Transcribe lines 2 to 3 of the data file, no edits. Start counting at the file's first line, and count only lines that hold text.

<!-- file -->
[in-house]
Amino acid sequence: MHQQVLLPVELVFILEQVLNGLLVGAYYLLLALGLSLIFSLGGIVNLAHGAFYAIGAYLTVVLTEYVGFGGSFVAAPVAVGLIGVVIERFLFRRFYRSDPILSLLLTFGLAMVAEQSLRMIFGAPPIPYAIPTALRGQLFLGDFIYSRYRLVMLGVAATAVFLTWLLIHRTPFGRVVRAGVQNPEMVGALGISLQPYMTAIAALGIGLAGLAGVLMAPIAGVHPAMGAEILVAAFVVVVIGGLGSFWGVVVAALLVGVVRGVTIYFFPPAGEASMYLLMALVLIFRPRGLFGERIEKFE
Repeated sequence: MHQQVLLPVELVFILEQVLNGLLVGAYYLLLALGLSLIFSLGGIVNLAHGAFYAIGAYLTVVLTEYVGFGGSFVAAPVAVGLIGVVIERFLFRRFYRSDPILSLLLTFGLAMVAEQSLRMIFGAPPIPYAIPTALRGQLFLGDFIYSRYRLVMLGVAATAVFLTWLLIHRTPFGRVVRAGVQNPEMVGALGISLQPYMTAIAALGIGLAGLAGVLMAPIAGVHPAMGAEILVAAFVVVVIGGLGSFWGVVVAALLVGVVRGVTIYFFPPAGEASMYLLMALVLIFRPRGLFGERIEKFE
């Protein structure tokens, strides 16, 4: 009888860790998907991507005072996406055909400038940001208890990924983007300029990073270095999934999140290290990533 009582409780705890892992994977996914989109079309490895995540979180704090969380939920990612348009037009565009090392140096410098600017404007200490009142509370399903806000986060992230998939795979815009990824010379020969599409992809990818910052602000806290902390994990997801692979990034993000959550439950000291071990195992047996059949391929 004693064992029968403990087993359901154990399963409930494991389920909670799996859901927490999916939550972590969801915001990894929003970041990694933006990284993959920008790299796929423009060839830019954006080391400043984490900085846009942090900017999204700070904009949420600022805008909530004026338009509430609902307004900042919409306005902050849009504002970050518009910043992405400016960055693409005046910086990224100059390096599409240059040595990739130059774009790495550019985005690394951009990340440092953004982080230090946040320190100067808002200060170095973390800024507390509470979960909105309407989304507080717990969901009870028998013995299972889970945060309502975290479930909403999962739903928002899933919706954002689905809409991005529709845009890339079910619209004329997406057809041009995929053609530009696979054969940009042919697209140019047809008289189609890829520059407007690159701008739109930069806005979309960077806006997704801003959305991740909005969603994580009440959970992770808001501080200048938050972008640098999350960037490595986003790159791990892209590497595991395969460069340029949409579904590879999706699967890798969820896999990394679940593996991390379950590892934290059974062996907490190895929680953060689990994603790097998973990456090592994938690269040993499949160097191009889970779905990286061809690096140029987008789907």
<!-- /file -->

Amino acid sequence: MHQQVLLPVELVFILEQVLNGLLVGAYYLLLALGLSLIFSLGGIVNLAHGAFYAIGAYLTVVLTEYVGFGGSFVAAPVAVGLIGVVIERFLFRRFYRSDPILSLLLTFGLAMVAEQSLRMIFGAPPIPYAIPTALRGQLFLGDFIYSRYRLVMLGVAATAVFLTWLLIHRTPFGRVVRAGVQNPEMVGALGISLQPYMTAIAALGIGLAGLAGVLMAPIAGVHPAMGAEILVAAFVVVVIGGLGSFWGVVVAALLVGVVRGVTIYFFPPAGEASMYLLMALVLIFRPRGLFGERIEKFE
Repeated sequence: MHQQVLLPVELVFILEQVLNGLLVGAYYLLLALGLSLIFSLGGIVNLAHGAFYAIGAYLTVVLTEYVGFGGSFVAAPVAVGLIGVVIERFLFRRFYRSDPILSLLLTFGLAMVAEQSLRMIFGAPPIPYAIPTALRGQLFLGDFIYSRYRLVMLGVAATAVFLTWLLIHRTPFGRVVRAGVQNPEMVGALGISLQPYMTAIAALGIGLAGLAGVLMAPIAGVHPAMGAEILVAAFVVVVIGGLGSFWGVVVAALLVGVVRGVTIYFFPPAGEASMYLLMALVLIFRPRGLFGERIEKFE